It turns out many folks have no idea that their prescription medications make driving dangerous and put them at risk for a DUI arrest.
A recent 2017 study looked at data from the 2013-2014 National Roadside Survey, in which drivers across America were asked about drug use, including prescription drugs. Almost 20 percent said they had recently taken a prescription medication and yet were unaware the mediation could affect their driving. Yet another 2015 study found that the prevalence of drivers with prescription opioids in their systems at the time of death from a car accident surged from 1 percent in 1995 to 7.2 percent in 2015.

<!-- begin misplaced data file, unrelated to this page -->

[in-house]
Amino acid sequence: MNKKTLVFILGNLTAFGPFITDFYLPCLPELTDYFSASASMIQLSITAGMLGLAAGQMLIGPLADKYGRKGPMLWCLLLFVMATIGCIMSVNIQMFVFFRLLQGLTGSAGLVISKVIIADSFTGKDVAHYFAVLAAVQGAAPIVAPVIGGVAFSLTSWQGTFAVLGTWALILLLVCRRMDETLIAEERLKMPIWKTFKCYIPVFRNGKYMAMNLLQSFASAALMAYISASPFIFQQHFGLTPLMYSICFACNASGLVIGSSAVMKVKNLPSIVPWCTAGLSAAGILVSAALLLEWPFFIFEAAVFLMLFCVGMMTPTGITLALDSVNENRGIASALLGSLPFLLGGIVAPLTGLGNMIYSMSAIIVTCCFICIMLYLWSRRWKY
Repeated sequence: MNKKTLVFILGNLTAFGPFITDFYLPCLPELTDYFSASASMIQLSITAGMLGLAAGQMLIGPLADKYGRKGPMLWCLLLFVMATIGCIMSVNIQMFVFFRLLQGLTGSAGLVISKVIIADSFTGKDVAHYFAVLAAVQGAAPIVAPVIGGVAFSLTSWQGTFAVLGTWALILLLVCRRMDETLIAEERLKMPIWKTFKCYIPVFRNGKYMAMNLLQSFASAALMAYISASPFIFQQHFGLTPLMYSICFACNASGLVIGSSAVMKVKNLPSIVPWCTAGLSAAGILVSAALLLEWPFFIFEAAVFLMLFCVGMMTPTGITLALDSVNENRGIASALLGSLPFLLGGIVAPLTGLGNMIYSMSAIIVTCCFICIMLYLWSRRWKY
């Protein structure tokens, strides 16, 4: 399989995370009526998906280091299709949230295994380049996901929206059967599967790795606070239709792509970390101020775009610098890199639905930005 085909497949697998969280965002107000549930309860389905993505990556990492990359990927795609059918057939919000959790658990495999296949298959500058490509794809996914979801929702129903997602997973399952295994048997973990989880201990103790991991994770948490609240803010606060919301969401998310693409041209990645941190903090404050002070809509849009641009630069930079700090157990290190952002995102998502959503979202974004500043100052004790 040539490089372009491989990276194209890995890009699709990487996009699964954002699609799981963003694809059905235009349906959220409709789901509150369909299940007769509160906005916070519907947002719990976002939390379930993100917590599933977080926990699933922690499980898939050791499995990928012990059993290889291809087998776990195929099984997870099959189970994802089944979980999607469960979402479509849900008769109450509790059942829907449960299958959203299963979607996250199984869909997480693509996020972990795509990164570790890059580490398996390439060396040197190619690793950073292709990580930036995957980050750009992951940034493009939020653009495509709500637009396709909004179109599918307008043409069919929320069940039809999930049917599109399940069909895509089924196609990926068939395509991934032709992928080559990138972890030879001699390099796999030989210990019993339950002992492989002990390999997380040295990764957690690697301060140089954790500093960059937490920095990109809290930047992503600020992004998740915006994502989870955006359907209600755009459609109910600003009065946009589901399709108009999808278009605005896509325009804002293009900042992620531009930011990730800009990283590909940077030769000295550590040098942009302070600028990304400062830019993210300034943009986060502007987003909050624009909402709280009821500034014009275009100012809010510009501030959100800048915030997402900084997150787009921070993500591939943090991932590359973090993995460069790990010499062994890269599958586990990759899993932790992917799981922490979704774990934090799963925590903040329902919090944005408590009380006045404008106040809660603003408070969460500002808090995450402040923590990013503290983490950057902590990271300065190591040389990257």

Opioids are a big risk when you are driving (around 35 percent of adult Americans were given a pain killer prescription by medical providers last year). So are other legitimately prescribed meds like antidepressants sedative hypnotics (including diazepam/ Valium and others), antihistamines (Benadryl), decongestants, sleeping pills and medical marijuana. They can compromise your reaction time.
So, read the warnings on medications and ask your doc about driving risks associated with medications and combination of medications so that you are not in a danger to yourself and others.